Pharma supply chain is a complex system facing a bunch of problems from drug traceability and counterfeiting to product shortages and temperature nonconformity. This is mainly due to the lack of innovation and the inability of all stakeholders to come to a consensus with respect to procedures and common rules. In this article, we will show how blockchain technology can help overcome some of the key issues within the industry.
Complex, usually outdated technical solutions, involvement of a big number of stakeholders, and lack of common data standards are some of the obstacles that the pharmaceutical industry faces today. As a result, the drug supply chain has its weaknesses that may poorly impact people’s health and well-being or even cost lives. So let’s review the most burning issues in detail.
Counterfeits are one of the biggest challenges in the pharmaceutical industry today. The worldwide market of falsified drugs is estimated to be over 200 Billion USD. According to WHO, 1 out of every 10th pills, vaccines, diagnostic kits, etc. do not satisfy regulations and/or other requirements. These include medicines with little or no active ingredient, with the wrong ingredient, with fake packaging, and tampered or stolen items. More than 500,000 people die every year because of fake or substandard medical products. On the other hand, counterfeits facilitate the illegal consumption of medicines and drug abuse, including for such reasons as psychotropic or performance-enhancing effects.
Poor product visibility is one of the main reasons for this. Before reaching a pharmacy, a hospital, or any other dispenser, the drug comes a long way and changes multiple hands. Enhanced traceability could be a solution. But as of today, most companies rely on old and insecure methods for batch management and/or item authenticity verification. Many of them still use Excel files for data sharing and certificates accompanying the lots as a confirmation of the product source or origin. However, for the unethical parties, it’s not a big deal to provide false or forged papers. This means there is still space for illegal practices along the whole supply chain.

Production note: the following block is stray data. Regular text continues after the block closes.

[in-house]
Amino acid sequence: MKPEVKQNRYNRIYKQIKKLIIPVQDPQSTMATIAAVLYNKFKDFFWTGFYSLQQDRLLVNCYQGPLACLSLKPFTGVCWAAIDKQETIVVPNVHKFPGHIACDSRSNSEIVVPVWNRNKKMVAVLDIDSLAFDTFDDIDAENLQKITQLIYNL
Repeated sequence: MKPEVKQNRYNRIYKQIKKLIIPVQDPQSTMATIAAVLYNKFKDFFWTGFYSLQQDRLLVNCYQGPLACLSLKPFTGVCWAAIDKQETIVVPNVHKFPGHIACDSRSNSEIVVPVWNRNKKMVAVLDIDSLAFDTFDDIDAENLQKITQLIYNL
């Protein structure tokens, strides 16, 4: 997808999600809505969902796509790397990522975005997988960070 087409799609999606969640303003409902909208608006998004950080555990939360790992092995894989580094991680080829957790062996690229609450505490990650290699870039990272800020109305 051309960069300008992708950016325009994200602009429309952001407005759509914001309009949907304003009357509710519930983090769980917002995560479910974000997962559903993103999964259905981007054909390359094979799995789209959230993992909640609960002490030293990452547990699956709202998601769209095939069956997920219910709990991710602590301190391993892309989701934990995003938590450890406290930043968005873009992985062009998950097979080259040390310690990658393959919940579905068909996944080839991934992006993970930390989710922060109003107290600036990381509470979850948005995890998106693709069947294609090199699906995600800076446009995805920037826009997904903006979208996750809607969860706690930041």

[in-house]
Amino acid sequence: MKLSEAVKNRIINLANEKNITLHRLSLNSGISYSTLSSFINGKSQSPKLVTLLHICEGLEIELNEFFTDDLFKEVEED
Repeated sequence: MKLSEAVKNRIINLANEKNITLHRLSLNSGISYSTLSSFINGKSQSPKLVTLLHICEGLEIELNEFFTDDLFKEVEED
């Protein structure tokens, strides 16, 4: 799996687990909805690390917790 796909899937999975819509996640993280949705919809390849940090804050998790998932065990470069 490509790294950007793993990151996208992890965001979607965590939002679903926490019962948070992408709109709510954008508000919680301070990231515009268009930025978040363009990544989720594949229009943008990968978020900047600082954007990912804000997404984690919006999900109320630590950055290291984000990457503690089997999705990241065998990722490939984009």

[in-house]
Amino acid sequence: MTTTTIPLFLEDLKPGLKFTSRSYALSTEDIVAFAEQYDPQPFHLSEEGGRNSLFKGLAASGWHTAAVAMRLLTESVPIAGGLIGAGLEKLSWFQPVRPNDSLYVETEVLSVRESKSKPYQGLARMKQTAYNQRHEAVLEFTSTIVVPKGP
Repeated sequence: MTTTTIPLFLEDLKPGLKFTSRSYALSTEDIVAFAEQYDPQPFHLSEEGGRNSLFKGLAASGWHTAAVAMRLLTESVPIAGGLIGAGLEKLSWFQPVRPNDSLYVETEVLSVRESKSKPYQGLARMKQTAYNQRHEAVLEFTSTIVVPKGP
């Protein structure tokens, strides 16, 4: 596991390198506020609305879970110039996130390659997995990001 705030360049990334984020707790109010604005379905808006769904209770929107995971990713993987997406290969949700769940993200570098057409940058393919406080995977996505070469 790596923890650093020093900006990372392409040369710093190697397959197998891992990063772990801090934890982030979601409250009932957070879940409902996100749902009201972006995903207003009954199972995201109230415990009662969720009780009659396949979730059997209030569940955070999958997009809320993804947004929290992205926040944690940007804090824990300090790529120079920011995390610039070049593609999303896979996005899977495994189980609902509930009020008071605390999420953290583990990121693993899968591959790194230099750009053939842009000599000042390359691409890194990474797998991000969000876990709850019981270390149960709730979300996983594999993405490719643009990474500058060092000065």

The other way for fake drugs to enter the market is through online sales. According to WHO, more than 50% of the medical products sold via the Internet are counterfeit.
What is more, not only drugs themselves but also raw materials used to manufacture them can be from uncertified sources.
Fraud is another serious issue faced by pharma. Good Manufacturing Practice violations, off-label marketing, insurance cost falsifications, unlawful kickbacks, and manufacturing of compound drugs not only add to counterfeits but also lead to big money losses. Some of the known cases include GlaxoSmithKline's $3 billion settlement, Pfizer's $2.3 billion settlement, and Merck's $650 million settlement.